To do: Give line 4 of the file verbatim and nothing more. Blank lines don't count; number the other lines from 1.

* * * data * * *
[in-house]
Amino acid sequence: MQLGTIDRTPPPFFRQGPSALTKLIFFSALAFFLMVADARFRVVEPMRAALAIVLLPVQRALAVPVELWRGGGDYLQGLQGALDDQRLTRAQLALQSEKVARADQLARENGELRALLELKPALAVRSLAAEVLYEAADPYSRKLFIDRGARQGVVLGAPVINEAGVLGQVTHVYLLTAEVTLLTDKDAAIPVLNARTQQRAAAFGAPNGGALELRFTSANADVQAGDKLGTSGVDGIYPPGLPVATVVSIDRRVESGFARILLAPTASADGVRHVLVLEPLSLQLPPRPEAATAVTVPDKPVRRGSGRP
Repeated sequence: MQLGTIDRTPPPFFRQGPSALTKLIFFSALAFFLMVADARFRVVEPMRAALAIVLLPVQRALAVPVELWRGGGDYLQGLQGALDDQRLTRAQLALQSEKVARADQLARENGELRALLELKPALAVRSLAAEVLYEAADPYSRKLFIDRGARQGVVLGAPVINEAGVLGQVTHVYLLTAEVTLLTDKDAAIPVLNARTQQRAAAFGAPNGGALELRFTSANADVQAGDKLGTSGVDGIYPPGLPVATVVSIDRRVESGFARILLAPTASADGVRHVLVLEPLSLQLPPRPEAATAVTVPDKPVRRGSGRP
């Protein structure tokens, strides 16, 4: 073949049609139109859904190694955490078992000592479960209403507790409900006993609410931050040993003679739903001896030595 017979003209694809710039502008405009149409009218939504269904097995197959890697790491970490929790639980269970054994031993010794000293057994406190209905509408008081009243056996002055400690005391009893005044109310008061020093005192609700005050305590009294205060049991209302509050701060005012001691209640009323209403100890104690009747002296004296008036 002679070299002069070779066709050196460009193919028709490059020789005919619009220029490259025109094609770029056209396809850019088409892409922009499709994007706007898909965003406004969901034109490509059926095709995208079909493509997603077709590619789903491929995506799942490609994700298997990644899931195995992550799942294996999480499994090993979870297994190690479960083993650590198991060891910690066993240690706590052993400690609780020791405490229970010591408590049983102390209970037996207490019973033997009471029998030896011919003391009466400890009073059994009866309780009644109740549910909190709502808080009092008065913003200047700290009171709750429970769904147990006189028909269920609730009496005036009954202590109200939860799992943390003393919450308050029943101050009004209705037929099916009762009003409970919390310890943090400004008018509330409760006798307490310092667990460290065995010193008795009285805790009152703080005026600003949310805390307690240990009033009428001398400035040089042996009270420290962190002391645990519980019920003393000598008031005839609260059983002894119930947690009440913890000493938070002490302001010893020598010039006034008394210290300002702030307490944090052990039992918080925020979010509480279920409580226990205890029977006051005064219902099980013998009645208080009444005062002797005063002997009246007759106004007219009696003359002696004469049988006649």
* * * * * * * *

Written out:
């Protein structure tokens, strides 16, 4: 073949049609139109859904190694955490078992000592479960209403507790409900006993609410931050040993003679739903001896030595 017979003209694809710039502008405009149409009218939504269904097995197959890697790491970490929790639980269970054994031993010794000293057994406190209905509408008081009243056996002055400690005391009893005044109310008061020093005192609700005050305590009294205060049991209302509050701060005012001691209640009323209403100890104690009747002296004296008036 002679070299002069070779066709050196460009193919028709490059020789005919619009220029490259025109094609770029056209396809850019088409892409922009499709994007706007898909965003406004969901034109490509059926095709995208079909493509997603077709590619789903491929995506799942490609994700298997990644899931195995992550799942294996999480499994090993979870297994190690479960083993650590198991060891910690066993240690706590052993400690609780020791405490229970010591408590049983102390209970037996207490019973033997009471029998030896011919003391009466400890009073059994009866309780009644109740549910909190709502808080009092008065913003200047700290009171709750429970769904147990006189028909269920609730009496005036009954202590109200939860799992943390003393919450308050029943101050009004209705037929099916009762009003409970919390310890943090400004008018509330409760006798307490310092667990460290065995010193008795009285805790009152703080005026600003949310805390307690240990009033009428001398400035040089042996009270420290962190002391645990519980019920003393000598008031005839609260059983002894119930947690009440913890000493938070002490302001010893020598010039006034008394210290300002702030307490944090052990039992918080925020979010509480279920409580226990205890029977006051005064219902099980013998009645208080009444005062002797005063002997009246007759106004007219009696003359002696004469049988006649």